WHILE the right to vote is a fundamental principle of democracy, the need to obey the law is also a core principle that must be adhered to in a civilised society. When Spain voted on its new constitution in 1978, the biggest majority of any region in favour was recorded in Catalonia. More than 90 per cent of Catalans supported the constitution and the clause that forbids any region of Spain from holding a referendum on secession.

Instead of holding an illegal referendum on independence, the Catalans should have demanded a nationwide referendum to alter the Spanish constitution. But of course their fiery leader Carles Puigdemont knew this would not deliver the result that he and his nationalist agitators crave. That is why they pressed ahead with the illegal vote and why Spain now faces a democratic crisis, which could ultimately force the government in Madrid to suspend the Catalonian parliament, or Generalitat.

The dangers of nationalism have been laid bare and the lessons of history have once again been ignored.

Loading article content

Struan Stevenson,

Ballantrae, Girvan, Ayrshire.

I CAN see huge deflections coming along about Catalonia. The discussions will probably be all about the absolutely appalling behaviour of the Spanish Government in Catalonia and about the (entirely predictable) initial EU response to it.

The discussion should however be about the inalienable right of self-determination of the people of Catalonia. This will be swept under the table or, if it is referenced at all, it will be met with a fusillade of legal and constitutional nonsenses.

I hope the Scottish Government and others recognise the importance of this.

A constitution and its laws are only legitimate if they are supported by a majority of the people who live under them. If a majority of the people of Catalonia reject the provisions of the Spanish constitution it has no validity or legitimacy in Catalonia.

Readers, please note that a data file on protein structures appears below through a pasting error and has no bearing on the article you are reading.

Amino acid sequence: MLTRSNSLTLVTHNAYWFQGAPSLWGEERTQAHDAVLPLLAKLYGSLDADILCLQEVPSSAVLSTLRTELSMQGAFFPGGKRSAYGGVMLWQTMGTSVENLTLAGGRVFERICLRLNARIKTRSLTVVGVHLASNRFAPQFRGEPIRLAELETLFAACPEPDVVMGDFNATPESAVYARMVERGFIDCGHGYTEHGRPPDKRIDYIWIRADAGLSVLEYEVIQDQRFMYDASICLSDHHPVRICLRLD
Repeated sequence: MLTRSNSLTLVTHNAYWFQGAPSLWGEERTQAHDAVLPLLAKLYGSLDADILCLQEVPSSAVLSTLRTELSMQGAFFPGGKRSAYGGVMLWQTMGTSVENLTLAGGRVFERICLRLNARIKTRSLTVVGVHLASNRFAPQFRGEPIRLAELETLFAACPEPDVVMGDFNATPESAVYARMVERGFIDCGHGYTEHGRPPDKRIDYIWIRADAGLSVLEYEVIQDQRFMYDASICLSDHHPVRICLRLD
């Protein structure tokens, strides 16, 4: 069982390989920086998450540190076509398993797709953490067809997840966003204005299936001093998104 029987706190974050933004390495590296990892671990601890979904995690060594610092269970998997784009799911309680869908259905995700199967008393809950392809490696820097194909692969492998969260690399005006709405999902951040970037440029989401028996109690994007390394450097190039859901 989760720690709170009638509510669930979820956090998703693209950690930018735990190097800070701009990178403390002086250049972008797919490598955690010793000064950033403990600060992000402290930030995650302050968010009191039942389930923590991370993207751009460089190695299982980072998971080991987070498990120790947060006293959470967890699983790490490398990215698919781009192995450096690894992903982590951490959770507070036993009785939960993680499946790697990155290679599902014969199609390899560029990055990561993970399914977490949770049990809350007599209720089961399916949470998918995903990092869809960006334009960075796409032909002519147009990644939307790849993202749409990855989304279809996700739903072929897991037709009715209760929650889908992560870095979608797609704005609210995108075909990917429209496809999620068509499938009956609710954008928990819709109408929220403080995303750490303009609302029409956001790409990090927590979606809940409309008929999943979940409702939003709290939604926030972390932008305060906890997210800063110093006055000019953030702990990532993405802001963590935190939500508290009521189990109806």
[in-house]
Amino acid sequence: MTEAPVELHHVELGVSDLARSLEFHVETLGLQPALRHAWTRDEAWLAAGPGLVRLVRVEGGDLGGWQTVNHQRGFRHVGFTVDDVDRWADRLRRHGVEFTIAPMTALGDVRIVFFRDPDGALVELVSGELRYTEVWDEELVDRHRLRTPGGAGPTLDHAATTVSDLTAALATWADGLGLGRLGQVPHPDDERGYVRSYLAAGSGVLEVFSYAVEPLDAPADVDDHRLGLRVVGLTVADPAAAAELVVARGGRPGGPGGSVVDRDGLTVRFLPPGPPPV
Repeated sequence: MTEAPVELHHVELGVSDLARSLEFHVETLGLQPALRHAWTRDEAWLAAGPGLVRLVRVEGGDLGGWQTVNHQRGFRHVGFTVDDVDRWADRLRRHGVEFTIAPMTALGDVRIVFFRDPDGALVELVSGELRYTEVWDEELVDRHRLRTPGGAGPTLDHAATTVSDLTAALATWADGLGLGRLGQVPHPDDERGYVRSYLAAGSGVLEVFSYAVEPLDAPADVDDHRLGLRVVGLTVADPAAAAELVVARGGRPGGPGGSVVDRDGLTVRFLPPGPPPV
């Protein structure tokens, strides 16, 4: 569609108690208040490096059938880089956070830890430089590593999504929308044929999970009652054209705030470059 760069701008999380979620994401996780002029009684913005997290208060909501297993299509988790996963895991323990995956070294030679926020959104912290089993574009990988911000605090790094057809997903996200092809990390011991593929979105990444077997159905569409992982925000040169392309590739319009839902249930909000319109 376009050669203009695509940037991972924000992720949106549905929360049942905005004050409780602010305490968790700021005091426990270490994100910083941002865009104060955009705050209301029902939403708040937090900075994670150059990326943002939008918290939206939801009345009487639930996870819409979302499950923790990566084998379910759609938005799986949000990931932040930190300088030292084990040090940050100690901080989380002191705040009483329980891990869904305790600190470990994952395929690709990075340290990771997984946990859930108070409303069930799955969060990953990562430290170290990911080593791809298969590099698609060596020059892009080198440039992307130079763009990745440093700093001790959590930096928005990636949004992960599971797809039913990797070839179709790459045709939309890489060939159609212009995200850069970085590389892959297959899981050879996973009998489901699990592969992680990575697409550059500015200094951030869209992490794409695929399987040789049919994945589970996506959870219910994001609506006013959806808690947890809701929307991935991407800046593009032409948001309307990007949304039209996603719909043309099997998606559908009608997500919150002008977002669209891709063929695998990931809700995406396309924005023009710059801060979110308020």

It’s called “democracy”.

Dave McEwan Hill,

1 Tom Nan Ragh, Dalinlongart, Sandbank, Argyll.

IN light of the actions of the Guardia Civil during the Catalan referendum and the later, and first, major statement by the King of Spain (“King accuses Catalan leaders after tens of thousands block city streets”, The Herald, October 4), it would appear that the spirit of El Caudillo still lives on in Spain.

T J Dowds,

6q Fleming Road, Cumbernauld.

AS has been stated by Alex Orr and Iain Mann (Letters, October 3), the decision by the Spanish Government to send armed troops to Catalonia, to prevent the people conveying their wish in a peaceful, democratic manner, was deplorable.

This decision was compounded by the King of Spain's endorsement of his government's actions, and as Mr Orr pointed out, the failure of most of Europe to express any regrets. The only explanation for the whole affair is that the future destiny of Europe might be threatened if small parts are allowed to decide their own future; I recall Iain Macwhirter's description of Europe, maybe two years ago, as a “democratic abomination”.

Various important figures in the supra-national structure that overlays the European Union have said that Britain must not be seen to benefit from leaving. In other words, that the UK must be punished. This is a very strange attitude, given that the EU is meant to be a voluntary group, formed to ensure mutual advantages for all the member states. If the latter is true, the decision to leave would be sufficient to cause regret and nobody among those who remain would need to worry.

Senior figures in the EU have stated that their ultimate goal is a single government, controlling the major matters of state such as defence, foreign affairs and the money supply. Such a government would be dominated by Germany, with the French tagging along behind. Is this the kind of future that we would wish for the UK?

Roger Waigh,

4 The Meadows, Helensburgh.